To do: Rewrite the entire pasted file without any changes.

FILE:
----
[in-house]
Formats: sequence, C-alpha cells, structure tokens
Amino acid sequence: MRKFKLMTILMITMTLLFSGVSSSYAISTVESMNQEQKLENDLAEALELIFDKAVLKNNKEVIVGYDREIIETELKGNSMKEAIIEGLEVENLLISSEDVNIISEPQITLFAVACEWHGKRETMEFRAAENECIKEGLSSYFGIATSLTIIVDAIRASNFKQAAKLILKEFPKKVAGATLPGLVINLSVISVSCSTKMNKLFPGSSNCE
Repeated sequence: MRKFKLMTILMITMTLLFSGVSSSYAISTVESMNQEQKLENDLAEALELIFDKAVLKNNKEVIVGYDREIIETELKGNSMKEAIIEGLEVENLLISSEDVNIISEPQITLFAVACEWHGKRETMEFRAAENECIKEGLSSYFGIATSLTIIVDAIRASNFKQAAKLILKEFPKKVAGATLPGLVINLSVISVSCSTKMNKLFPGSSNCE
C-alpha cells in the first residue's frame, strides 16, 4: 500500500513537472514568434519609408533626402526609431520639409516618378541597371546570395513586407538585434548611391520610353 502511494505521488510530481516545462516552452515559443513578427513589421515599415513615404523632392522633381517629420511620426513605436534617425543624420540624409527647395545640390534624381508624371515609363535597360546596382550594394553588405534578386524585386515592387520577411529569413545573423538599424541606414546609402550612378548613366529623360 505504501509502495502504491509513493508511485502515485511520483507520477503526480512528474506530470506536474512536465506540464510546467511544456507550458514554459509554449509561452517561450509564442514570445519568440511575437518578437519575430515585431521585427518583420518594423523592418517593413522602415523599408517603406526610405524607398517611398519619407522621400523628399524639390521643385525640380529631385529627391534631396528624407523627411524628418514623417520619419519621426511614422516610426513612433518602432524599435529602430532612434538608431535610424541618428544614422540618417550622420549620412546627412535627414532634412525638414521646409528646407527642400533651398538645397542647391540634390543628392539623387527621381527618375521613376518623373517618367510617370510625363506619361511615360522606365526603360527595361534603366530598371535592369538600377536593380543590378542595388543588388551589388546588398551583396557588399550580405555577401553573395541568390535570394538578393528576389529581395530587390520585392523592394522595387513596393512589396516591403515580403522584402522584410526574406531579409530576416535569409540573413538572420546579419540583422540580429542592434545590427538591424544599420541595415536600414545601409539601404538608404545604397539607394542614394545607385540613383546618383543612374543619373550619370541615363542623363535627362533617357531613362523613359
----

[in-house]
Formats: sequence, C-alpha cells, structure tokens
Amino acid sequence: MRKFKLMTILMITMTLLFSGVSSSYAISTVESMNQEQKLENDLAEALELIFDKAVLKNNKEVIVGYDREIIETELKGNSMKEAIIEGLEVENLLISSEDVNIISEPQITLFAVACEWHGKRETMEFRAAENECIKEGLSSYFGIATSLTIIVDAIRASNFKQAAKLILKEFPKKVAGATLPGLVINLSVISVSCSTKMNKLFPGSSNCE
Repeated sequence: MRKFKLMTILMITMTLLFSGVSSSYAISTVESMNQEQKLENDLAEALELIFDKAVLKNNKEVIVGYDREIIETELKGNSMKEAIIEGLEVENLLISSEDVNIISEPQITLFAVACEWHGKRETMEFRAAENECIKEGLSSYFGIATSLTIIVDAIRASNFKQAAKLILKEFPKKVAGATLPGLVINLSVISVSCSTKMNKLFPGSSNCE
C-alpha cells in the first residue's frame, strides 16, 4: 500500500513537472514568434519609408533626402526609431520639409516618378541597371546570395513586407538585434548611391520610353 502511494505521488510530481516545462516552452515559443513578427513589421515599415513615404523632392522633381517629420511620426513605436534617425543624420540624409527647395545640390534624381508624371515609363535597360546596382550594394553588405534578386524585386515592387520577411529569413545573423538599424541606414546609402550612378548613366529623360 505504501509502495502504491509513493508511485502515485511520483507520477503526480512528474506530470506536474512536465506540464510546467511544456507550458514554459509554449509561452517561450509564442514570445519568440511575437518578437519575430515585431521585427518583420518594423523592418517593413522602415523599408517603406526610405524607398517611398519619407522621400523628399524639390521643385525640380529631385529627391534631396528624407523627411524628418514623417520619419519621426511614422516610426513612433518602432524599435529602430532612434538608431535610424541618428544614422540618417550622420549620412546627412535627414532634412525638414521646409528646407527642400533651398538645397542647391540634390543628392539623387527621381527618375521613376518623373517618367510617370510625363506619361511615360522606365526603360527595361534603366530598371535592369538600377536593380543590378542595388543588388551589388546588398551583396557588399550580405555577401553573395541568390535570394538578393528576389529581395530587390520585392523592394522595387513596393512589396516591403515580403522584402522584410526574406531579409530576416535569409540573413538572420546579419540583422540580429542592434545590427538591424544599420541595415536600414545601409539601404538608404545604397539607394542614394545607385540613383546618383543612374543619373550619370541615363542623363535627362533617357531613362523613359